The U.S. Women’s Triathlon Series held its annual sprint race in Naperville this month. The field consisted of professional tri-athletes competing in the elite division followed by over 2,000 other women wanting to tackle the 800 meter swim, 14 mile bike, and 3 mile run.
Naperville’s own Jennifer Garrison crossed the finish line first in a time of 1:01:48. Garrison finished just ahead of Wheaton’s Nicole Voelkel who was the first out of water and who led Garrison up until about a mile left on the bike. But Garrison wasn’t going to let an out-of-towner beat her on home turf.
“I did a lot of anger management during the bike,” Garrison said, “If someone was next to me they would have been scared because I was talking to myself and breathing real anaerobically trying to catch her because it’s my race. This is my hometown.”
Garrison has won the women’s triathlon here in Naperville 4 out of the last five years. The year she didn’t win Garrison was 3 months removed from giving birth to her second child and still managed to finish the race third.
Perhaps more impressive than the competition is what the U.S. Women’s Triathlon Series does for the Ovarian Cancer Research Fund.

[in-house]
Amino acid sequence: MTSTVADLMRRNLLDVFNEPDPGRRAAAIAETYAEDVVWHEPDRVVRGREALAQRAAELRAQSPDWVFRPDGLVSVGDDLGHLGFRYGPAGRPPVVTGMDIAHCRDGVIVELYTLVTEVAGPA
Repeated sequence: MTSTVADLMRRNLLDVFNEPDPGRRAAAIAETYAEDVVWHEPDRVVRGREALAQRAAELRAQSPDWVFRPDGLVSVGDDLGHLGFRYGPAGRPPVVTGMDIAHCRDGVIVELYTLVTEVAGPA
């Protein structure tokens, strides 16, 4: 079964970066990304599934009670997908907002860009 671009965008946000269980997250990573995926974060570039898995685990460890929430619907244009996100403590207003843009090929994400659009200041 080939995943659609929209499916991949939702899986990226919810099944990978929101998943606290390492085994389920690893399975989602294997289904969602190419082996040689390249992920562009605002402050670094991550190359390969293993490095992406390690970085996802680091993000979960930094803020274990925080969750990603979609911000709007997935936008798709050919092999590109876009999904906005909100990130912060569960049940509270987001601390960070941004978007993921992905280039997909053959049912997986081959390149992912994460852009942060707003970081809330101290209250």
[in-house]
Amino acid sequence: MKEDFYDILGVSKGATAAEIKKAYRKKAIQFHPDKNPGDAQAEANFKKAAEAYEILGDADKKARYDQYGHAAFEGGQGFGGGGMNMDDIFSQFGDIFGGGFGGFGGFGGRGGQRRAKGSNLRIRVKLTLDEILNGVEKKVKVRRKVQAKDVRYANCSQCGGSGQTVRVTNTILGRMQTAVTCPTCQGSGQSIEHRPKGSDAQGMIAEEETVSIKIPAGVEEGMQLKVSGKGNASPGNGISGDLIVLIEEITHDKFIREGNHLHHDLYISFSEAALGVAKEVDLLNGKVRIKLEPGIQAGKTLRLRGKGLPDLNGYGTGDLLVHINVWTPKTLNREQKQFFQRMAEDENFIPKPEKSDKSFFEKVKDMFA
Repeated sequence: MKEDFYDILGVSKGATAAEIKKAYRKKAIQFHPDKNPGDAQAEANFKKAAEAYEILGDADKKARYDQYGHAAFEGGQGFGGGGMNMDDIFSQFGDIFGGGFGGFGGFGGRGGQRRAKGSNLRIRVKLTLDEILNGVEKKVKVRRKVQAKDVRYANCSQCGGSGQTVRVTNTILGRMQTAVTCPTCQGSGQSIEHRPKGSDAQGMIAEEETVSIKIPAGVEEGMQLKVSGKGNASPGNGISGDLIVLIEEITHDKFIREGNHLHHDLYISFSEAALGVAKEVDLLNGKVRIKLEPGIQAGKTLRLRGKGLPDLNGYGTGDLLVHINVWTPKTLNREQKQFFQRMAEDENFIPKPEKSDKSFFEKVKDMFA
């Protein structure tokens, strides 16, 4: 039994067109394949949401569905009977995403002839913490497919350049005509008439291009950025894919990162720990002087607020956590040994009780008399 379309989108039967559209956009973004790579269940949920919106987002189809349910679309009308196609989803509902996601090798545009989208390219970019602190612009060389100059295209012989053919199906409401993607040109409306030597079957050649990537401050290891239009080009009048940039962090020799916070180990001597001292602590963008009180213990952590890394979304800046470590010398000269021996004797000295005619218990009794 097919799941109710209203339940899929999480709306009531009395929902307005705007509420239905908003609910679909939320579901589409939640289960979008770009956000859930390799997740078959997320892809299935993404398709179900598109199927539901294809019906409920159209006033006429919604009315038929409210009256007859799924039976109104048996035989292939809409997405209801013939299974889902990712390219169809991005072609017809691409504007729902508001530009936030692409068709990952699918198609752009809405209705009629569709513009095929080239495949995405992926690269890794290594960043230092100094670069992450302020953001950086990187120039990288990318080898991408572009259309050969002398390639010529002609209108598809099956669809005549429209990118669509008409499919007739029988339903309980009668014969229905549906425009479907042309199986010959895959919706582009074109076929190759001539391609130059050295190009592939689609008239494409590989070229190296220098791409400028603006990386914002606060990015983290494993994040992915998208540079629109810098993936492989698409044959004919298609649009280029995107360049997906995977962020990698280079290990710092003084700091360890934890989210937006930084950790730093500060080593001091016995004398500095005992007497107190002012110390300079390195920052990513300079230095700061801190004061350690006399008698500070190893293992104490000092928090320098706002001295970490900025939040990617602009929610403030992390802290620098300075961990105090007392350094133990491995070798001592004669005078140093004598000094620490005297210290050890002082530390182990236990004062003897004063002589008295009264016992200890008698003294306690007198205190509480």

OCRF is the beneficiary for the series and has collected just over a million dollars in eight years from participants. This year the Naperville Race alone raised over $38,000.
“Many of these women are doing it in honor or in memory of family,” OCRF representative Lindsey Weeks said, “They’re doing all they can to spread the word about ovarian cancer.”
One women in particular, Darlene Steffen, had an ovarian tumor removed in 2004. Steffen also ruptured a spinal disc in 2007. After essentially learning how to walk and swim again Steffen entered into this year’s race and completed the course. Steffen’s commitment to raise $500 for OCRF got her a triathlon goodie bag which consisted of everything from equipment and apparel for the race to coaching from a pro tri-athlete. In this case it was Jennifer Garrison who trained Steffen to do the race.
“Darlene is definitely the most beginner I’ve ever coached,” Garrison explains, “as a coach it’s beyond rewarding, it’s like when your kid learns how to walk, it’s just one of those feelings.”
“If I can do this, anybody can do it,” Steffen said, “I think with the right coaching, the environment, the mentoring, anybody can do it if I can do it.”
Steffen detected her ovarian tumor early in its stages and thus is an advocate for early detection.
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